Fixed Line Etiquette

9:35 p.m. on March 8, 2004 (EST)
(Guest)

Hi,

I was wondering what proper etiquette was on fixed lines on popular mountains, ex: the headwall on Denali. I assume most people use ascenders (or an ascender with an axe?), perhaps they also clip their team rope through the protection holding the fixed line? I am not familiar with how to treat fixed lines which people besides myself place.

Thanks,
JT

12:58 a.m. on March 9, 2004 (EST)
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Just queue up and wait your turn, threatening anyone out of place with your ice ax. Oh, sorry, that wasn't serious.

On the headwall above Genet Basin (14k going up to 16k), there are generally two ropes, one for up and the other for down. At Washburn's Thumb, there is only one. People are generally fairly polite and just get in line to take their turn. It is considered the right thing to let faster parties go around, but some faster parties just force their way around (not the safest thing to do). Most people clip onto the headwall fixed line with an ascender, plus a biner on a sling as a backup and the much shorter Washburn's Thumb fixed line with an ascender. The ascender is in one hand and the ice ax in the other. Crossing the Autobahn (17k to Denali Pass), there are often fixed pickets that you clip your climbing rope through, although you may have to place your own pickets. You should practice moving your ascender and backup carabiner past anchor points, and switching your climbing rope past pickets until you can do it smoothly and rapidly to avoid holding others up (and for safety - you want to move as rapidly as possible, since weather can change very quickly).

A few years ago, a Russian paraplegic team set fixed lines up Rescue Gully. The rule there was that only their team was to use those lines, by special arrangement (normally people do not ascend Rescue Gully).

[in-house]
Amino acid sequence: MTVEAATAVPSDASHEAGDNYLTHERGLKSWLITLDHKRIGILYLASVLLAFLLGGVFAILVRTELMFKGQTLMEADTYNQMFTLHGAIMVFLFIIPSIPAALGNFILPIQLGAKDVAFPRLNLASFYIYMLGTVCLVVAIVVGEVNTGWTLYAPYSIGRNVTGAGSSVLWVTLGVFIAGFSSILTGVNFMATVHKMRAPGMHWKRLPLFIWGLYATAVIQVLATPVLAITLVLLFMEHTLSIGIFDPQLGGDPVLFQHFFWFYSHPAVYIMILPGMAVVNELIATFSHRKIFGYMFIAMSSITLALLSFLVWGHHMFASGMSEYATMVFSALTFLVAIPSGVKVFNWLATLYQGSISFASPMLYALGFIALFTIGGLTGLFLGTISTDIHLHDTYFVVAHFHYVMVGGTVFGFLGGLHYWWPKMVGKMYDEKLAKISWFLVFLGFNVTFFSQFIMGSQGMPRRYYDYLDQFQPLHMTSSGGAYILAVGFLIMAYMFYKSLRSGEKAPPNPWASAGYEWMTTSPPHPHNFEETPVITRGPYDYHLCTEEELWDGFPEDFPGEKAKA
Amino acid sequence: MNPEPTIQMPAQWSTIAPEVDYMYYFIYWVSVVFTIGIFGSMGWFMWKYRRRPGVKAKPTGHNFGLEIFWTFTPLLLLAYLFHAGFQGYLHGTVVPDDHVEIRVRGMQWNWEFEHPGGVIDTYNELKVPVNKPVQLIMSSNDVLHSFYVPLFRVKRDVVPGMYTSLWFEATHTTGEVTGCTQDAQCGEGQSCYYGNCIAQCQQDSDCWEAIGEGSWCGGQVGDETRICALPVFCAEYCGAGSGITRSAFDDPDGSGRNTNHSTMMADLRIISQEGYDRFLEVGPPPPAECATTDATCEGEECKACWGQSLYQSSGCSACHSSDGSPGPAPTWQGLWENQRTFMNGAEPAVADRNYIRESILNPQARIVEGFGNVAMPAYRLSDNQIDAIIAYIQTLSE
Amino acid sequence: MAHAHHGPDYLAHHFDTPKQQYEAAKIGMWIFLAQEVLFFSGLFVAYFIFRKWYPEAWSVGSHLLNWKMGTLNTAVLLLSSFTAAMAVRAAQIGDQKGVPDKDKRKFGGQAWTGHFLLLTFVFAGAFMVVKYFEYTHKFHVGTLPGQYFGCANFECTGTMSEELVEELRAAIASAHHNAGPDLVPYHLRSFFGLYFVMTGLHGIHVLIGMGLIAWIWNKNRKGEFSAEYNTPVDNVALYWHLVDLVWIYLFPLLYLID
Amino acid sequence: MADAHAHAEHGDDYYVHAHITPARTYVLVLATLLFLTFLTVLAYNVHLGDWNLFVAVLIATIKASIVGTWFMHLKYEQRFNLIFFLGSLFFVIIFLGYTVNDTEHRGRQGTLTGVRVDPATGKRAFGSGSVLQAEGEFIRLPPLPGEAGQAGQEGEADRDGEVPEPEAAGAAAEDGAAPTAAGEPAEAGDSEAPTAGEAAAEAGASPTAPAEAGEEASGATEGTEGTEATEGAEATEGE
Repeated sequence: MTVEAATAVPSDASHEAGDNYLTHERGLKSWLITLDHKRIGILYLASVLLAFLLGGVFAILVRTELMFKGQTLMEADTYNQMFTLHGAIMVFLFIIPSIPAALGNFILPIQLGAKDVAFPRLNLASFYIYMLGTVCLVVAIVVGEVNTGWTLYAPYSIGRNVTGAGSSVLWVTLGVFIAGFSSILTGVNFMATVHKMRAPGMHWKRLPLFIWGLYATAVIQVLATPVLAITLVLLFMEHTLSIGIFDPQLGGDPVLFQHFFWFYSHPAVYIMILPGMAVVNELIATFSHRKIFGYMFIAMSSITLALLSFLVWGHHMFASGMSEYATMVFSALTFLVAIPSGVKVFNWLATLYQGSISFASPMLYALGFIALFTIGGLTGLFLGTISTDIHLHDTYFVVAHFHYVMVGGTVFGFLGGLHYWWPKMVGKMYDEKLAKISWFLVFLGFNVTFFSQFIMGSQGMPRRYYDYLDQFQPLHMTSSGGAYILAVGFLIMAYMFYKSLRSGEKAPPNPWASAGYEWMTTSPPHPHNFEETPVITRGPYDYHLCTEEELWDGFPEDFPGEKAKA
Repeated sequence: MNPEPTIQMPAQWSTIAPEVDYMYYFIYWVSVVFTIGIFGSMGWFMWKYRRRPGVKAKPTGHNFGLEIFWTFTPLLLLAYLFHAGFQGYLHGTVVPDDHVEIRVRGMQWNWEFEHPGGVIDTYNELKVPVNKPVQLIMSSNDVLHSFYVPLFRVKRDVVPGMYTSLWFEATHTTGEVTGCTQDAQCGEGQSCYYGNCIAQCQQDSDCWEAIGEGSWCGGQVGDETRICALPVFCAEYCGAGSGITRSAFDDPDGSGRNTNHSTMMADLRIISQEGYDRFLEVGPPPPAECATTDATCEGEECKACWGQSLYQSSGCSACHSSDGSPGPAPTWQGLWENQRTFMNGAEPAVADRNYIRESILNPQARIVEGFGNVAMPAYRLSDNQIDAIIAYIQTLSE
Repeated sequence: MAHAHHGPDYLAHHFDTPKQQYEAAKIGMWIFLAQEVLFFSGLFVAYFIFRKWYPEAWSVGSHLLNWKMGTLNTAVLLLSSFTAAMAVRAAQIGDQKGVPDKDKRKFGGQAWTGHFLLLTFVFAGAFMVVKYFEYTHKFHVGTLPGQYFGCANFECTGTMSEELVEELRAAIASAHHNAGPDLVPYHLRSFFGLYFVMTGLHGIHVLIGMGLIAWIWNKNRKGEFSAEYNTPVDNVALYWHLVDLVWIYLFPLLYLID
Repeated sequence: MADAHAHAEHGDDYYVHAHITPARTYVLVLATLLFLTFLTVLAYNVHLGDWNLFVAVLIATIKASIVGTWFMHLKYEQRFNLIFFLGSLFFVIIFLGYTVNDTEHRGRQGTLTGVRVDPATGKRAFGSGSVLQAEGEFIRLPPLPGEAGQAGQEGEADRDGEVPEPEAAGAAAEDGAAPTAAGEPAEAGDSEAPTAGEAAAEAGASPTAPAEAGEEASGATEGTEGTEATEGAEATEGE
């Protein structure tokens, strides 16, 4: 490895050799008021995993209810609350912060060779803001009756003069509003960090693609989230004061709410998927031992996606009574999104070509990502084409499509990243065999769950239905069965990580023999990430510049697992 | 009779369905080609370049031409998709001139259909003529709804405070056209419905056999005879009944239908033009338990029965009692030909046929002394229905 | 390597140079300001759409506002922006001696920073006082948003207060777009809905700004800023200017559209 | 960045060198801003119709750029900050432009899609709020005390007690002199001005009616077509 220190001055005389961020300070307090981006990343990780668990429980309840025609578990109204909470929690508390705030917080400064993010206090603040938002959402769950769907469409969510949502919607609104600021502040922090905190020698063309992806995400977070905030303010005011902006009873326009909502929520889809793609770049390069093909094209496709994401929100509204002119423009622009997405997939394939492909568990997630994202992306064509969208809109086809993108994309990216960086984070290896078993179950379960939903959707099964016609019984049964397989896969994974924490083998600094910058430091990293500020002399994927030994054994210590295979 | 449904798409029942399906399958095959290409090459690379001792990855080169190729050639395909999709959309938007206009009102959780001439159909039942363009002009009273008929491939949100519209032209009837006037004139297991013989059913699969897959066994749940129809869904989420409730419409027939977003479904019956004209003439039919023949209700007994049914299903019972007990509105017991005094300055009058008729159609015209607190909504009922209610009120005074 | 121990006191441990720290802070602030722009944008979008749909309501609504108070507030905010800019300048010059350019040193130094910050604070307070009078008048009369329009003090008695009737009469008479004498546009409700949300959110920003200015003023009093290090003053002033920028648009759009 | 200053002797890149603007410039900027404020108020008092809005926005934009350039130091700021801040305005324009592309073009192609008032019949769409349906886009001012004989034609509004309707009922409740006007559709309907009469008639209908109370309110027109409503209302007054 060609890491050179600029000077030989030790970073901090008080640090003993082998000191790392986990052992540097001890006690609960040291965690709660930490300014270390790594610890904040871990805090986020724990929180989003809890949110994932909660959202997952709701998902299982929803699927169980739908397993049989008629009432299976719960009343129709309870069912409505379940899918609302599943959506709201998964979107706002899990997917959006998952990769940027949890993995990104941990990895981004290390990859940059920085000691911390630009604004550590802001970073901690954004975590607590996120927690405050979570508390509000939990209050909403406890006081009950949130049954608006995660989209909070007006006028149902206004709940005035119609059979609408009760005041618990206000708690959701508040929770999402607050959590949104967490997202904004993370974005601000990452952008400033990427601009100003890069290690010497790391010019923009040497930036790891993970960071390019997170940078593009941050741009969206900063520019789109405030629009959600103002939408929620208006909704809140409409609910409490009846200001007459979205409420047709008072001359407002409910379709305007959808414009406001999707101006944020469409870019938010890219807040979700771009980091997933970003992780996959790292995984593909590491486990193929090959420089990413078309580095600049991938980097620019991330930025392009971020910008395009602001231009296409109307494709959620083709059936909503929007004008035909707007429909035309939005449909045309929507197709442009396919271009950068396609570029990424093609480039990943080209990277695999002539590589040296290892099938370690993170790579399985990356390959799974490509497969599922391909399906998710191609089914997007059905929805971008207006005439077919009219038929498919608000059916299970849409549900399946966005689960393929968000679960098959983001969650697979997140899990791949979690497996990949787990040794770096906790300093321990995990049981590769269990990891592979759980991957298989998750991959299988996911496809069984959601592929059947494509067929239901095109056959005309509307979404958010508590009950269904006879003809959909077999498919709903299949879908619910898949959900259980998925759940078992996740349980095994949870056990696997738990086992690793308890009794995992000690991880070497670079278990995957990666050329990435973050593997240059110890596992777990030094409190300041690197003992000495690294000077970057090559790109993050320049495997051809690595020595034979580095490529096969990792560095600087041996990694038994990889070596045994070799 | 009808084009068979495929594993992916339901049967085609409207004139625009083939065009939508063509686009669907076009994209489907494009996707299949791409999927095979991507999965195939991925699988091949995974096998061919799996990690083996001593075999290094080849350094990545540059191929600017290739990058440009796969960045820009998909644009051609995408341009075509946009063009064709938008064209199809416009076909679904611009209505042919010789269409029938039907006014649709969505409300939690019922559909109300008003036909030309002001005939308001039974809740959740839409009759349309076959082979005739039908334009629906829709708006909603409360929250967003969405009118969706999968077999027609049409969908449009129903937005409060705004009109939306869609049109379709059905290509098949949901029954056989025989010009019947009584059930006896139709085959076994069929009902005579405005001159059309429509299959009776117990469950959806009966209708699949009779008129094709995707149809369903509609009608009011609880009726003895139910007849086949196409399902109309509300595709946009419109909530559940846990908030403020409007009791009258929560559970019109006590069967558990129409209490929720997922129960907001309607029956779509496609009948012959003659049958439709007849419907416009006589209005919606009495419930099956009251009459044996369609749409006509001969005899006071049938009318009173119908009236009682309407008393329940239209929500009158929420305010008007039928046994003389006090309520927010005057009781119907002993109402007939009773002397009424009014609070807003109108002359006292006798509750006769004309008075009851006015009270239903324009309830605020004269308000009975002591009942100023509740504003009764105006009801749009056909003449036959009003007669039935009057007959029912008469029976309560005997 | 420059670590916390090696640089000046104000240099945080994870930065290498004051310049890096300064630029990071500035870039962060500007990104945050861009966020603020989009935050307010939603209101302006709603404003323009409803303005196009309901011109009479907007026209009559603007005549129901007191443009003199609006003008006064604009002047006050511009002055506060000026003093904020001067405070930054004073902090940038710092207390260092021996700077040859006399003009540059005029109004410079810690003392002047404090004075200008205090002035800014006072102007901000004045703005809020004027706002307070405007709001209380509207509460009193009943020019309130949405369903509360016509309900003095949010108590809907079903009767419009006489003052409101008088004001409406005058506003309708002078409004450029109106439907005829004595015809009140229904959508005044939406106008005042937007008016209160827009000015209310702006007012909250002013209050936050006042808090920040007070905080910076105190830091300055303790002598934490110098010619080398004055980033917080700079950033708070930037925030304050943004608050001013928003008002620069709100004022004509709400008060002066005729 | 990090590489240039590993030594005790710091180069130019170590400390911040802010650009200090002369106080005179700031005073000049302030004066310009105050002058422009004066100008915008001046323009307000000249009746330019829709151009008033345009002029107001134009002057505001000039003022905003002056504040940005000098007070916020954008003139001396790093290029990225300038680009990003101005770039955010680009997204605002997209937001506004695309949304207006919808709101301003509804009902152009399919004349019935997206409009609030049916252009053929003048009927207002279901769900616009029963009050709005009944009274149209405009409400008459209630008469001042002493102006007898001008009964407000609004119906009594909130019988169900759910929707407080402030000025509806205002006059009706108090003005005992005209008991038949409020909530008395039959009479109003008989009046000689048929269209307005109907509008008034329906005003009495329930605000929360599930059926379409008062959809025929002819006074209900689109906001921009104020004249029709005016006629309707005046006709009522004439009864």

Other places are a bit different, but generally climbers are fairly polite about taking turns (just don't hold faster parties up - let them pass where possible). The fixed line just below the south col of the Grand Teton has few enough people that there is no problem with traffic jams, for example, so no worries.

Other places in the world treat fixed lines differently. In Europe, the professional guides seem to consider the fixed lines as their personal property (well, they do maintain them) and claim priority, with a lot of yelling at non-guided parties. Those ropes are of too large diameter for ascenders generally, so you just use them as auxiliary handholds.

3:27 p.m. on March 15, 2004 (EST)
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Ask...whomever's line it is...what the etiquette is...

The Denali fixed lines:

Quote:

Just queue up and wait your turn, threatening anyone out of place with your ice ax. Oh, sorry, that wasn't serious.

Or...just climb the durn thing. Its not a hard slope to ascend without that fixed line.

But, yeah, if the way is free and clear, clip in your jug and go. Usually bucket steps to follow but an axe in your off jug hand makes for nice balance.

You can wait for slower parties or pass them by gettin' off the line and climbing the slope. I wouldn't try to pass and I wouldn't be psyched to have anyone pass me (if they're movin' that well, they should probably be off the line anyhow). The "down" line is an option but only if no ones coming down (very poor style points).

Quote:

Other places are a bit different, but generally climbers are fairly polite about taking turns (just don't hold faster parties up - let them pass where possible). The fixed line just below the south col of the Grand Teton has few enough people that there is no problem with traffic jams, for example, so no worries.

The fixed lines in the Tetons can be a bottleneck, and a bit dangerous with folks swinging around. Good place to either move thru very quickly, or wait at a distance. Rockfall, etc. I've up and downclimbed to the right, sometimes in the water. Its a tad necky, but, not that hard. Most Exum guides are pretty saavy about lettin' folks play thru. Their guided parties can really take some time up the ropes (and down) and its best to try to play thru if you desire to get someplace. Easy to kill 2 hours waiting on a crowded summer day, which, is enough some times to get benighted on the way down.

My advice is to try to have an alternate to a fixed line. A climb around or your own line.

Brian in SLC

November 28, 2014
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